I've been studying n-tier architectures as of late, particularly in VB.NET with Entity Framework and/or LINQ to SQL. I understand the basic concepts, but have been wondering about best practices in regard to triggering CRUD-type operations from user input/action. So, the arcitecture looks something like the following:
[presentation layer] -> [business layer] -> [data layer] -> (database)
Getting information from the database into the presentation layer is simple and abstracted. It's just a matter of instantiating a new object from the business layer, which in turn uses the data layer to get at the correct information. However, saving (updating and inserting), and deleting seem to require particular APIs on the relevant business objects. I have to assume this is standard practice, unless a business object will save itself on various operations (which seems inefficient), or on disposal (which seems like it just wouldn't work, or may be unwieldy and unreliable).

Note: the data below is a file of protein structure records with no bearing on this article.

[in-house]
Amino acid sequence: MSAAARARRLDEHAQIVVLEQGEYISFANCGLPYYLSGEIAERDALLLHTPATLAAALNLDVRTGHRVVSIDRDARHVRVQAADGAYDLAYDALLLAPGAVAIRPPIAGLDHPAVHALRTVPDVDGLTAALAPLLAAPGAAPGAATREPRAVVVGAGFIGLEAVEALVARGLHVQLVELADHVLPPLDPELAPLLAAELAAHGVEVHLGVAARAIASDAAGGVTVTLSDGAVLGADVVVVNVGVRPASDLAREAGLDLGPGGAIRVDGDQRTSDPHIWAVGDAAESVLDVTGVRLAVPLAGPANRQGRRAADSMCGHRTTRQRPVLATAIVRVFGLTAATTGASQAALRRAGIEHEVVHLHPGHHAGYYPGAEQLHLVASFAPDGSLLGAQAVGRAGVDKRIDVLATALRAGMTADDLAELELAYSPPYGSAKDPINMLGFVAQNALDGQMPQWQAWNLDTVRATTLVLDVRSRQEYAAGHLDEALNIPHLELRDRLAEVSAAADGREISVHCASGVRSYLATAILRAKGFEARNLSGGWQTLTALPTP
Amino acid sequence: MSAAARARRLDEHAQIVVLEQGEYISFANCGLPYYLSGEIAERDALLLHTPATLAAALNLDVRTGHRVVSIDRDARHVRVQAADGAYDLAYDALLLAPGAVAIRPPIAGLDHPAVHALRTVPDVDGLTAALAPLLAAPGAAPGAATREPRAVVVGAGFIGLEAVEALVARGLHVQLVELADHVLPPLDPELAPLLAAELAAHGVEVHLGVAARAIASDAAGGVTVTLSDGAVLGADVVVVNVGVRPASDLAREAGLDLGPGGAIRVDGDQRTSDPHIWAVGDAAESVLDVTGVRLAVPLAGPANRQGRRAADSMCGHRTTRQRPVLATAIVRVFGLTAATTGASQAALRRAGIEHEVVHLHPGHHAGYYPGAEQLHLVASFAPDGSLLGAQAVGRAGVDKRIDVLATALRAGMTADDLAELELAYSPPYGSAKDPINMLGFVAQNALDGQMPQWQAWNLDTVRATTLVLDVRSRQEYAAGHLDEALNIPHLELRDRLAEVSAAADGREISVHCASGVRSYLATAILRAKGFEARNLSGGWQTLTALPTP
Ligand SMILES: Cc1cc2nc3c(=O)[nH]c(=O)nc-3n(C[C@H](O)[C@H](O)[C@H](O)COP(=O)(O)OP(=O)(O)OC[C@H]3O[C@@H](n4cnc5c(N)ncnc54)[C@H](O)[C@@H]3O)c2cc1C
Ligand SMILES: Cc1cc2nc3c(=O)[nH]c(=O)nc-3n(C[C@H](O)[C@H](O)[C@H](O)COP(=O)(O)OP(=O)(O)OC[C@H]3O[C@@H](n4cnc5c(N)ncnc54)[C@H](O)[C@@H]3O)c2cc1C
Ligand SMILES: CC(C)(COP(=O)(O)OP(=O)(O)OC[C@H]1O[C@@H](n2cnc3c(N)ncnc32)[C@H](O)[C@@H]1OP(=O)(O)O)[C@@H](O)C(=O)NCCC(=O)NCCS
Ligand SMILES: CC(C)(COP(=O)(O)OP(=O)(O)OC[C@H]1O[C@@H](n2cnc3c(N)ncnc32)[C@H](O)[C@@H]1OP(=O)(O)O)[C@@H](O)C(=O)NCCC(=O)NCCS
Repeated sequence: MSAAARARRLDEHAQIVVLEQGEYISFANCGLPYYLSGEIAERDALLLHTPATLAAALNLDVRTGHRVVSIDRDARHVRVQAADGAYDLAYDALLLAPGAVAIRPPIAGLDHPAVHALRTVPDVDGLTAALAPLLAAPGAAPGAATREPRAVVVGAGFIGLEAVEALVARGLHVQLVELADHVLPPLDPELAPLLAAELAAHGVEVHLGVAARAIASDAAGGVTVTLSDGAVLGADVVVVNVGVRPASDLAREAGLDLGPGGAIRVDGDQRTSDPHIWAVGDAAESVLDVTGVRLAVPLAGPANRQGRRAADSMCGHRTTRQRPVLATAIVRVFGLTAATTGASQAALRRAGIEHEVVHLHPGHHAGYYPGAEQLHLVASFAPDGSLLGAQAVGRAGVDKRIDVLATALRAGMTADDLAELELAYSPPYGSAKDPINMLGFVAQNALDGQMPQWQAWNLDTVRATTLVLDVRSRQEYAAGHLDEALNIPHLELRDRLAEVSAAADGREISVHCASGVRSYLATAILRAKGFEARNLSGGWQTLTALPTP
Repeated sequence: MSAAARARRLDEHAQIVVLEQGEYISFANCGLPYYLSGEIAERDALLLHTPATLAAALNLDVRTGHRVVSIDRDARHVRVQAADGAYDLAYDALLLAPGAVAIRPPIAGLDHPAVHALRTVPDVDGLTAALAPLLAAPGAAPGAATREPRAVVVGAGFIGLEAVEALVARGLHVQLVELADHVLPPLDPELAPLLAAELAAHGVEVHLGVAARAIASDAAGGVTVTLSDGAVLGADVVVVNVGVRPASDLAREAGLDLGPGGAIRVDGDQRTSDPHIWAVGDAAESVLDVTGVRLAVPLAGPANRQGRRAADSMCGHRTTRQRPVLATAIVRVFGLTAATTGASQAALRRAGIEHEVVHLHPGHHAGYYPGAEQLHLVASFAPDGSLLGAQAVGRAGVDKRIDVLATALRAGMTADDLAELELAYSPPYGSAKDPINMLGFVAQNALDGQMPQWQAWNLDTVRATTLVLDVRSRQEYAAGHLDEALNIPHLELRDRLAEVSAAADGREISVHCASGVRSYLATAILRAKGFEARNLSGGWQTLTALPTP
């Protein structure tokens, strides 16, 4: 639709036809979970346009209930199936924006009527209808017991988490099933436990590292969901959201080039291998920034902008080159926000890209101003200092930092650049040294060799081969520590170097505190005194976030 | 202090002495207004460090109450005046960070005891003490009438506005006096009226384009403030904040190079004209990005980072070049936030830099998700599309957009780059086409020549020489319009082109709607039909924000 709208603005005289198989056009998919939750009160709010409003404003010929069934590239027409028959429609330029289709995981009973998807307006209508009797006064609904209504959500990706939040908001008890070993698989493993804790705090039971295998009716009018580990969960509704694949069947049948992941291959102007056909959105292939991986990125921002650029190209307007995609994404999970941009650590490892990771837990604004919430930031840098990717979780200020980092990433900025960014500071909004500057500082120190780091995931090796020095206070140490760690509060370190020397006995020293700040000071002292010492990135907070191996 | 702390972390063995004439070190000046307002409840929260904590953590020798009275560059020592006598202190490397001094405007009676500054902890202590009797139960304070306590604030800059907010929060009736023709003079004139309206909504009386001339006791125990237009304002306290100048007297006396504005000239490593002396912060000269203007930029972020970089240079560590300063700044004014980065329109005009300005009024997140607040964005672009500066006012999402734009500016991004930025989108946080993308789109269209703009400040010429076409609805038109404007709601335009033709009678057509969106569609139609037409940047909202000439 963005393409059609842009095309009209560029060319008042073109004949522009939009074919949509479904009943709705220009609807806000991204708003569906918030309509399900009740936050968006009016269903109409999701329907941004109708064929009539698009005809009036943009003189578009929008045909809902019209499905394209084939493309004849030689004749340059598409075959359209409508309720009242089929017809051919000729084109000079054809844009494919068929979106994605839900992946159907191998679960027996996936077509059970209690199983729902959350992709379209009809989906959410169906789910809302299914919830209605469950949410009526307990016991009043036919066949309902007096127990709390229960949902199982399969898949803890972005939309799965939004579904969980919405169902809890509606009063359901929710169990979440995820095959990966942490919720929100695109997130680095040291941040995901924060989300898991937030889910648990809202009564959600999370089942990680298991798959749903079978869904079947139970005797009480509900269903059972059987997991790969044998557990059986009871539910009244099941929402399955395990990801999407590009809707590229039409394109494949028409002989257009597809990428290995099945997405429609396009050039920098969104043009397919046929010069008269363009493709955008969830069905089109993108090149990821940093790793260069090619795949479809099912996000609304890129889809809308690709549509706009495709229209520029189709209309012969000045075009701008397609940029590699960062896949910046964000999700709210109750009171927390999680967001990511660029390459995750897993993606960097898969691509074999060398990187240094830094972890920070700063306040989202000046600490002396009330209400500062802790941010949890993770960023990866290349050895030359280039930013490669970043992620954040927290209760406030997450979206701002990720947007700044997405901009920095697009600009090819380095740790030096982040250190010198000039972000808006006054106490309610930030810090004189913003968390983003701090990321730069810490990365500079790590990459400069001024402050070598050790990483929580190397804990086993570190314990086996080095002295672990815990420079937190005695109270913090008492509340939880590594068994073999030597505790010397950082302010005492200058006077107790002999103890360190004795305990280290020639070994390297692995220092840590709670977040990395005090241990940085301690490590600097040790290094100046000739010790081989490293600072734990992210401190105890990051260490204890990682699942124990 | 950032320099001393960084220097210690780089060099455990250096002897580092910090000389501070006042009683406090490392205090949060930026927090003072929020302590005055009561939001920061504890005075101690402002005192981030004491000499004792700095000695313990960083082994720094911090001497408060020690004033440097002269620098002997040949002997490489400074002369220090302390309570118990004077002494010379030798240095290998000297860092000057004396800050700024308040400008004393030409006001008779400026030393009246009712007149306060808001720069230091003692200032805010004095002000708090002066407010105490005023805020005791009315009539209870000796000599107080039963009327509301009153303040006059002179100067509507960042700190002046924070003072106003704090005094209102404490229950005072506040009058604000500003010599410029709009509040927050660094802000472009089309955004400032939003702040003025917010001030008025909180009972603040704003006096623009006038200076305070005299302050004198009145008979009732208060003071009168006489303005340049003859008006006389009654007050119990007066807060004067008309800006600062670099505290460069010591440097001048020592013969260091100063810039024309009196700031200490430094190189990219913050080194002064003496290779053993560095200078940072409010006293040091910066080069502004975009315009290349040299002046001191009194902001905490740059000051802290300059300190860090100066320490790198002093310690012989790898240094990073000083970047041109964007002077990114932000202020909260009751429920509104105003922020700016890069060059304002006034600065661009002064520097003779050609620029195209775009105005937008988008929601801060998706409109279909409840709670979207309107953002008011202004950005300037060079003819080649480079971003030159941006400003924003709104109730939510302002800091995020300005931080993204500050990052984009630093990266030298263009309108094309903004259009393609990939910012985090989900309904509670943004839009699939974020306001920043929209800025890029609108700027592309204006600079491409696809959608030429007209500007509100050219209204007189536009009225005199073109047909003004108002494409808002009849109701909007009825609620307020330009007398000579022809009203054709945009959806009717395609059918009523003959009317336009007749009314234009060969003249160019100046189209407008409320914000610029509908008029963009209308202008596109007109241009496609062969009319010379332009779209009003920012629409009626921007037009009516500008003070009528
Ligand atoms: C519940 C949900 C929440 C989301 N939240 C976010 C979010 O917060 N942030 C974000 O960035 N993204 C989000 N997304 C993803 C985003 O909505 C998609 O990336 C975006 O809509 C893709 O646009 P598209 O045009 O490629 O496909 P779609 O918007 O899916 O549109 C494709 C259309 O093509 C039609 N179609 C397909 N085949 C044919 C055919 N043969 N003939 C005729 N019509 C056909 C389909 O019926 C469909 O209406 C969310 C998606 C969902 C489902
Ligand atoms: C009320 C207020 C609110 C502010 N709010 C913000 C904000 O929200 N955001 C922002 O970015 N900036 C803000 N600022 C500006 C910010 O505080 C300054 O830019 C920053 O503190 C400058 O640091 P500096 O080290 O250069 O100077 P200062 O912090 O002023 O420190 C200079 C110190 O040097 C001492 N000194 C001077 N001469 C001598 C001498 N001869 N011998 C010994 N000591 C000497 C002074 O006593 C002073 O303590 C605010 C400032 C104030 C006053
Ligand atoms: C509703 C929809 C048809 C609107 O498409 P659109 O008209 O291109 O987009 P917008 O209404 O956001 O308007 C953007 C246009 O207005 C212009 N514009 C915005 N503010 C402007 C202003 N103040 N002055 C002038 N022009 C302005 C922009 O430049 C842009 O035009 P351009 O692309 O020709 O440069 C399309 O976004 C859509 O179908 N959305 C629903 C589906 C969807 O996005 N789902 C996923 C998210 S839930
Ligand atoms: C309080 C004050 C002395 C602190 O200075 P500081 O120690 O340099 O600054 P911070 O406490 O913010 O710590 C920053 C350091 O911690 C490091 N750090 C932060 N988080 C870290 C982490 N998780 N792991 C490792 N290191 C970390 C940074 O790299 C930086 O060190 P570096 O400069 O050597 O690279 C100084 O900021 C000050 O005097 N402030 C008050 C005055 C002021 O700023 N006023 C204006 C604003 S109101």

Should my "savable" business objects all implement a particular "ISavable" or "IDatabaseObject" interface? Is this a recognized (anti-)pattern? Are there other, better patterns I should be using that I'm just unaware of?
The TLDR question, I suppose, is How does the presentation layer trigger database changes?